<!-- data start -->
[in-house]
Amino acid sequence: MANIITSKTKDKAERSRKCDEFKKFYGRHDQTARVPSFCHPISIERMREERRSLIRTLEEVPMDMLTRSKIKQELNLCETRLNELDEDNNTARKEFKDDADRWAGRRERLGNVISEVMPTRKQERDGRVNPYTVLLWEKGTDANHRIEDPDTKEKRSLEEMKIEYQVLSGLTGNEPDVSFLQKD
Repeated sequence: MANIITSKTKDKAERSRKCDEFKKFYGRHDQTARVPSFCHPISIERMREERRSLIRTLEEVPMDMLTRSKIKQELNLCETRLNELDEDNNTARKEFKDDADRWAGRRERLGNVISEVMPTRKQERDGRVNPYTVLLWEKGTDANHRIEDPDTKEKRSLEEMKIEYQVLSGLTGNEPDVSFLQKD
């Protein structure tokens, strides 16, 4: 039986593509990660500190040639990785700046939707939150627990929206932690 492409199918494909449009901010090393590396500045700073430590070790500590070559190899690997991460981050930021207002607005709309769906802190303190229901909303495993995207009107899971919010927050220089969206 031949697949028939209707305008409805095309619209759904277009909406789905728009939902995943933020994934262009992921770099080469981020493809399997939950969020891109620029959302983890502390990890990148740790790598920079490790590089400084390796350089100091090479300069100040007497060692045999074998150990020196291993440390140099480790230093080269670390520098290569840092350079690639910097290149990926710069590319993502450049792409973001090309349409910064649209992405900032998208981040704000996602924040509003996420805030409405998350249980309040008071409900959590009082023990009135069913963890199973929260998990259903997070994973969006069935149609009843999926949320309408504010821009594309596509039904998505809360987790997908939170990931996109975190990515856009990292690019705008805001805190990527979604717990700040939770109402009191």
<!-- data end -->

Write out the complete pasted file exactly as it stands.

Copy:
[in-house]
Amino acid sequence: MANIITSKTKDKAERSRKCDEFKKFYGRHDQTARVPSFCHPISIERMREERRSLIRTLEEVPMDMLTRSKIKQELNLCETRLNELDEDNNTARKEFKDDADRWAGRRERLGNVISEVMPTRKQERDGRVNPYTVLLWEKGTDANHRIEDPDTKEKRSLEEMKIEYQVLSGLTGNEPDVSFLQKD
Repeated sequence: MANIITSKTKDKAERSRKCDEFKKFYGRHDQTARVPSFCHPISIERMREERRSLIRTLEEVPMDMLTRSKIKQELNLCETRLNELDEDNNTARKEFKDDADRWAGRRERLGNVISEVMPTRKQERDGRVNPYTVLLWEKGTDANHRIEDPDTKEKRSLEEMKIEYQVLSGLTGNEPDVSFLQKD
């Protein structure tokens, strides 16, 4: 039986593509990660500190040639990785700046939707939150627990929206932690 492409199918494909449009901010090393590396500045700073430590070790500590070559190899690997991460981050930021207002607005709309769906802190303190229901909303495993995207009107899971919010927050220089969206 031949697949028939209707305008409805095309619209759904277009909406789905728009939902995943933020994934262009992921770099080469981020493809399997939950969020891109620029959302983890502390990890990148740790790598920079490790590089400084390796350089100091090479300069100040007497060692045999074998150990020196291993440390140099480790230093080269670390520098290569840092350079690639910097290149990926710069590319993502450049792409973001090309349409910064649209992405900032998208981040704000996602924040509003996420805030409405998350249980309040008071409900959590009082023990009135069913963890199973929260998990259903997070994973969006069935149609009843999926949320309408504010821009594309596509039904998505809360987790997908939170990931996109975190990515856009990292690019705008805001805190990527979604717990700040939770109402009191």